For gastronomic delight

Plain, ecological, seasoned with olive oil...

For gastronomic delight

If you wish to experience how a nation really lives, you should go to the market place, the very stomach of the city, and smell, touch and taste the food which people consume every day.

Even the finest chefs who visit Dubrovnik and prepare international dishes in some of the city restaurants cannot resist the taste of courgettes from Župa Dubrovačka, cabbage from Konavle and aubergines and tomatoes grown in the fertile and unpolluted surroundings of Dubrovnik.

The gastronomy of an area is based on the fruits which grow on ecologically- preserved land, as is still the case with that in the Dubrovnik environs. The delicacies of Dubrovnik are plain and without many spices. Prepared in a simple way, they are seasoned with plenty of olive oil, which accentuates the juicy taste of natural foods. The gastronomic choice on offer at the Dubrovnik restaurants is heterogeneous, varied and in compliance with the guests wishes. Those visiting local taverns wish to taste authentic national food, good smoked ham, cheese kept in oil, octopus salad, zelena menestra (smoked meat and cabbage stew), sporchi macaroni, fried sprats and grilled sardines. Visitors to top class restaurants, on the other hand, are served the freshest fish from Adriatic depths, shellfish from the unpolluted sea and other delicacies prepared to meet the requests of the choosiest gourmands. Restaurants also serve the popular sushi, which has become an integral part of western cuisine. In the attractive ambience of the Dubrovnik restaurants one can also enjoy.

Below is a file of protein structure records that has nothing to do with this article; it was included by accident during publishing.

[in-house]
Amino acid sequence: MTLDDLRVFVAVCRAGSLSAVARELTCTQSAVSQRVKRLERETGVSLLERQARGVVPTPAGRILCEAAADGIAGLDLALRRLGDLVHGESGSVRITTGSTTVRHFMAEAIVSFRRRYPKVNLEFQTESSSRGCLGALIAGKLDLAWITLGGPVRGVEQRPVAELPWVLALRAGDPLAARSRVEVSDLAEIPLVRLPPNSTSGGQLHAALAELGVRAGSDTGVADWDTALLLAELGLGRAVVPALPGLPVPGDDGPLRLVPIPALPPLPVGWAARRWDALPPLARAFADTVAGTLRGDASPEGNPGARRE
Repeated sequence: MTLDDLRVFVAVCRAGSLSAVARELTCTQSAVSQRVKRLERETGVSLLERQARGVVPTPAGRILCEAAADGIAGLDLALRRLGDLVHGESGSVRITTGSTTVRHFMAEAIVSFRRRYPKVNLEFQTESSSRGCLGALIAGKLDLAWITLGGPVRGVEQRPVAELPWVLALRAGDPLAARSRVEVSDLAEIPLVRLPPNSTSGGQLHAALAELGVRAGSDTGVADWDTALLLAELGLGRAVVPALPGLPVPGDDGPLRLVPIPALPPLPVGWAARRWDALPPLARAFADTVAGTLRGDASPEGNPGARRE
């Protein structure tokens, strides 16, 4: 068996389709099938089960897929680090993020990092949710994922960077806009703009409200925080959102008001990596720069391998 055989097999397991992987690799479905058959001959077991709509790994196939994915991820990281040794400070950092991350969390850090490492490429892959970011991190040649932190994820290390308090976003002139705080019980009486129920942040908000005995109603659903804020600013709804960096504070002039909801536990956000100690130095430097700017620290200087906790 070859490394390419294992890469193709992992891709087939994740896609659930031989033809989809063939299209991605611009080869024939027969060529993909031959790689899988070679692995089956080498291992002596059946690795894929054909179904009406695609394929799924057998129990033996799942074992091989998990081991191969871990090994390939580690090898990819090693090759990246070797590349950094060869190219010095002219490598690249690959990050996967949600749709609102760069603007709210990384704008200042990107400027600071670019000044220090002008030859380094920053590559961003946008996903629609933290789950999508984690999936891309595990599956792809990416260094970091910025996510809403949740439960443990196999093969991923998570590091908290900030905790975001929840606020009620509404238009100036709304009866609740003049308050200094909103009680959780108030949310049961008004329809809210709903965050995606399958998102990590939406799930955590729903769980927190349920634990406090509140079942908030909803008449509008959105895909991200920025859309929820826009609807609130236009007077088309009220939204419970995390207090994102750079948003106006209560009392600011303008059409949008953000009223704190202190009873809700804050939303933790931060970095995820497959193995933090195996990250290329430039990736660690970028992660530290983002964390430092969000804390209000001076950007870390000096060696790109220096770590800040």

French cuisine and excellent steaks which would do credit to the finest Argentinian restaurants. In compliance with the wishes and adventurous way of life of younger visitors, fast food restaurants, pizzerias and small restaurants serve simple Dalmatian food and dishes of other cuisines.

Wine was highly valued in the Dubrovnik Republic, when dessert wines were sold on prescription as medicine. The tradition of growing grapes and wine production goes back to the time of the Dubrovnik Republic. A provision from 1424 determined the prices of particular wine varieties, with the exception of Malvasia wine of Konavle the price of which was not limited.

The best-known wines of the Dubrovnik region include red wines of the Pelješac Peninsula, the Plavac Mali variety, white wines - Pošiš from the Island of Korčula, the aforementioned Malvasia called nectar of gods, and the wines of the Konavle area with the characteristic flavour of the south.

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